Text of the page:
With Fang-Liu-Treumann, we have used T-dual fibrations for the same fibration to map holomorphic sheaves to Lagrangian submanifolds, proving an equivariant version of homological mirror symmetry for toric varieties. (There are many other papers with similar results by Seidel, Abouzaid, Ueda, Yamazaki, Bondal, Auroux, Katzarkov, Orlov -- sorry for the biased view!)

Reversing the roles of A- and B-models, Chan-Leung relate quantum cohomology of a toric Fano to the Jacobian ring of the mirror superpotential via T-duality.

Help or hindrance?

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Thanks for answer The thing I would like to know most is this: How J-holomorphic disks with boundary on Lagrangians enter into the story? How do we do quantum corrections to metric defined on the moduli of special lagrangians using moduli of open disks with two marked points ( as claimed in "Mirror symmetry is T-Duality" )? why the correct kahler metric on this moduli (which is going to give the mirror CY) should incorporate quantum corrections coming form open disks? I would appreciate if you lead me to more expository references on this issue. –  Mohammad F. Tehrani Jul 16 '10 at 23:51
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Here are some papers on SYZ worth reading:

Hitchin's paper was written shorly after Mirror Symmetry is T-duality and it is a matematical explanation of the paper. Essentially Maclean proved that the moduli space of sL submanifolds is unobstructed and its tangent space is the space of harmonic 1-forms on the sL submanifold. A natural metric which you can put on the moduli space is the $L^2$ metric on harmonic forms. When the sL submanifold is a torus, the moduli space also has an "affine structure". This was already known from integrable systems, they are called action coordinates. They are affine because they are defined up to affine transformations (with linear part having integral coefficients). Hitchin shows that with respect to these coordinates the metric can be expressed as the Hessian of a function. Hitchin also shows that the moduli space has two affine strutures (this is because of the "special" condition). The two affine structures are related by Legendre transform using the Hessian (i.e.the metric). So one could say that mirror symmetry is "Legendre transform".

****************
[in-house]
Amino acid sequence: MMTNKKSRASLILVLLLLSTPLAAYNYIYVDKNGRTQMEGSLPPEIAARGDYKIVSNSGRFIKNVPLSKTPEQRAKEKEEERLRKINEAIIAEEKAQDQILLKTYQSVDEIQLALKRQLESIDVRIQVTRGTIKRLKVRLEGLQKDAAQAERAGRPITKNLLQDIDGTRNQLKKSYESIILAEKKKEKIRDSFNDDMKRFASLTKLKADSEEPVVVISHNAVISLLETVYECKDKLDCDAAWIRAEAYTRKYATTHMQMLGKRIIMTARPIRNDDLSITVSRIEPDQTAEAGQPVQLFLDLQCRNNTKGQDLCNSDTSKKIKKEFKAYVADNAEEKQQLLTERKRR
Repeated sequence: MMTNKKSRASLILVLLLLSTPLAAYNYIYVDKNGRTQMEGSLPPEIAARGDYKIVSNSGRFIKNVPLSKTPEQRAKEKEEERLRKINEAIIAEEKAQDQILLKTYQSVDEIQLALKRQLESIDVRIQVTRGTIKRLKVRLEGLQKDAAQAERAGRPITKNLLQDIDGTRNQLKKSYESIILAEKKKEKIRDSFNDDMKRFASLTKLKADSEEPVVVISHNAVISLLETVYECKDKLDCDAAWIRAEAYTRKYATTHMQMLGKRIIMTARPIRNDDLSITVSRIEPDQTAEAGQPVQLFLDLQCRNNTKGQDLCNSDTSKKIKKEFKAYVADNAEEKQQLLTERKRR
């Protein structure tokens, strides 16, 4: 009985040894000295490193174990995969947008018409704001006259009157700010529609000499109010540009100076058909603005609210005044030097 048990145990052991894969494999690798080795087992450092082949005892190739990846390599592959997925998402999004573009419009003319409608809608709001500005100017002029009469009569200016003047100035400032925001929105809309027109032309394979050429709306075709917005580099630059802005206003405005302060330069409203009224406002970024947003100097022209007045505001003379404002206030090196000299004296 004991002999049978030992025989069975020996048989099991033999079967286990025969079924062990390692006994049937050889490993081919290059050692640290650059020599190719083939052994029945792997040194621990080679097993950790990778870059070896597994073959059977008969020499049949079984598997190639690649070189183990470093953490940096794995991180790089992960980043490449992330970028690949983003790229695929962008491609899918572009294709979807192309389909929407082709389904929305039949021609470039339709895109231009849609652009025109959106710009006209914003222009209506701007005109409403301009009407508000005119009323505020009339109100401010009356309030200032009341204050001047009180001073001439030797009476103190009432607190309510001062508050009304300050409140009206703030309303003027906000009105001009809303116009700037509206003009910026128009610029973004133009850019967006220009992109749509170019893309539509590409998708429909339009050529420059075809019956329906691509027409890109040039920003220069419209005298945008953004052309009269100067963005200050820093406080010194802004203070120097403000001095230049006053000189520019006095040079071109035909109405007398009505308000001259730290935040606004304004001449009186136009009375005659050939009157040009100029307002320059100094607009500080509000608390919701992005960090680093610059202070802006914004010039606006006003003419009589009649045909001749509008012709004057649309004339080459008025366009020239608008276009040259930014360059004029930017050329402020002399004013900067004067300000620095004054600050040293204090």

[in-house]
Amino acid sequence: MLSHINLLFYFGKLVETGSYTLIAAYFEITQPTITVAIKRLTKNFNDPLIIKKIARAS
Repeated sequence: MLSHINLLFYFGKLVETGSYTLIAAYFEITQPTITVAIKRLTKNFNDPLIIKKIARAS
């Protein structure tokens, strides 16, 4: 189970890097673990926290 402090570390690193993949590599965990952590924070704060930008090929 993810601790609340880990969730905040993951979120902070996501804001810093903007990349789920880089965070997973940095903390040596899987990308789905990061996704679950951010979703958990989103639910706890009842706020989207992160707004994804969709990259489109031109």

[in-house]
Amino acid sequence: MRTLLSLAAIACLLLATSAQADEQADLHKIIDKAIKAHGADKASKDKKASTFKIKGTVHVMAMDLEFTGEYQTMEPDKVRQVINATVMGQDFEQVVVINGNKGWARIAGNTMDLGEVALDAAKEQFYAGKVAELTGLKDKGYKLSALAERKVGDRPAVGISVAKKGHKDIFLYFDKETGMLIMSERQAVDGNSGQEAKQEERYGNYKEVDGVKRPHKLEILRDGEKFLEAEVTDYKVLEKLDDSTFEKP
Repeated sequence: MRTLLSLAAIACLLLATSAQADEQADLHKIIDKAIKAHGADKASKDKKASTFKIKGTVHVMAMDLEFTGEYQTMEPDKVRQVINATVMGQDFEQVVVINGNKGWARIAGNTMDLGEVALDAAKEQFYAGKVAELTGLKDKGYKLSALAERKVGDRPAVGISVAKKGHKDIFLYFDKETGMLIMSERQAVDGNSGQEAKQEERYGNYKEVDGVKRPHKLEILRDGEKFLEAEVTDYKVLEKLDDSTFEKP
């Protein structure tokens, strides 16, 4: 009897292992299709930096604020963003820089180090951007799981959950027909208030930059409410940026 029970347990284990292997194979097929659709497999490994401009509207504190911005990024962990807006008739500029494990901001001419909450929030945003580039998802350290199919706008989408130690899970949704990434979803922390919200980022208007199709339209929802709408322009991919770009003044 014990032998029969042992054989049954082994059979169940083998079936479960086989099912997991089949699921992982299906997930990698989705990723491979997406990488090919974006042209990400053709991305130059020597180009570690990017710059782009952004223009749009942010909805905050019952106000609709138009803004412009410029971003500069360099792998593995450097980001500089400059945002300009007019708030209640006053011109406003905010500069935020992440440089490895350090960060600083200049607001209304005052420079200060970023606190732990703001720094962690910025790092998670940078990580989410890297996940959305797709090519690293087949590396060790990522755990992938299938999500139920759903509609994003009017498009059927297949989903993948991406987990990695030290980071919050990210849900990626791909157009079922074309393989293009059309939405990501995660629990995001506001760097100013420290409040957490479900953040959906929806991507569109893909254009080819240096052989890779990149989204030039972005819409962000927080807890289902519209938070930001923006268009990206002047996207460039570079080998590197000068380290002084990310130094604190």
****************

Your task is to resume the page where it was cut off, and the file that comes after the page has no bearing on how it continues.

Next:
Things have developed a lot since Hitchin's paper, and M. Gross surveys these developements. How to do "quantum corrections" to the metric is a major open problem, there are many approaches. They seem all quite difficult.... Auroux in the paper mentioned above deals with it. I heard a talk of Fukaya where he wants do do it with Floer homology for families, but I do not know much about it. Then there is the program of Kontsevich and Soibelmann, using rigid analytic geometry and the Gross-Siebert program. It seems that quantum corrections could be understood in terms of "tropical geometry" in the moduli space of SL tori (an "affine manifold with sigularities"). In a recent paper of M. Gross ("Mirror symmetry for $\mathbb{P}^{2}$ and tropical geometry"), he explains how "period calculations" can be understood in terms of tropical geometry (at least for $\mathbb{P}^{2}$). Here you can find a link to a book of M. Gross where he explains the connection between tropical geometry and mirror symmetry.

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And here's the link to "Mirror symmetry for $\mathbb{P}^2$ and tropical geometry" arxiv.org/abs/0903.1378 –  j.c. Jun 30 '10 at 12:14
    
so you mean, it is still unknown that how we should modify the metric using holomorphic disks ?! Is there any idea that how should this modification look like ! –  Mohammad F. Tehrani Jun 30 '10 at 15:05
    
the most difficult part is to understand how to modify the complex structure on the moduli space. As I said, Kontsevich-Soibelman and Gross-Siebert make a lot of progress on this using tropical geometry. I think the role of holomorphic disks is still unclear, although Auroux, Fukaya (and maybe others) are working on it. –  Diego Matessi Jul 1 '10 at 6:53
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You might also want to check out

Riemannian Holonomy Groups and Calibrated Geometry by Dominic Joyce.

In Chapter 9, he gives a nice introduction to SYZ that is very accessible. He also points out reasons why SYZ as originally formulated (even though it does not have a precise formulation) could not be true. He proposes modified versions of SYZ that he believes are likely to be closer to any eventual true statement. (I have not looked at Auroux's recent work, so I can't comment on that.)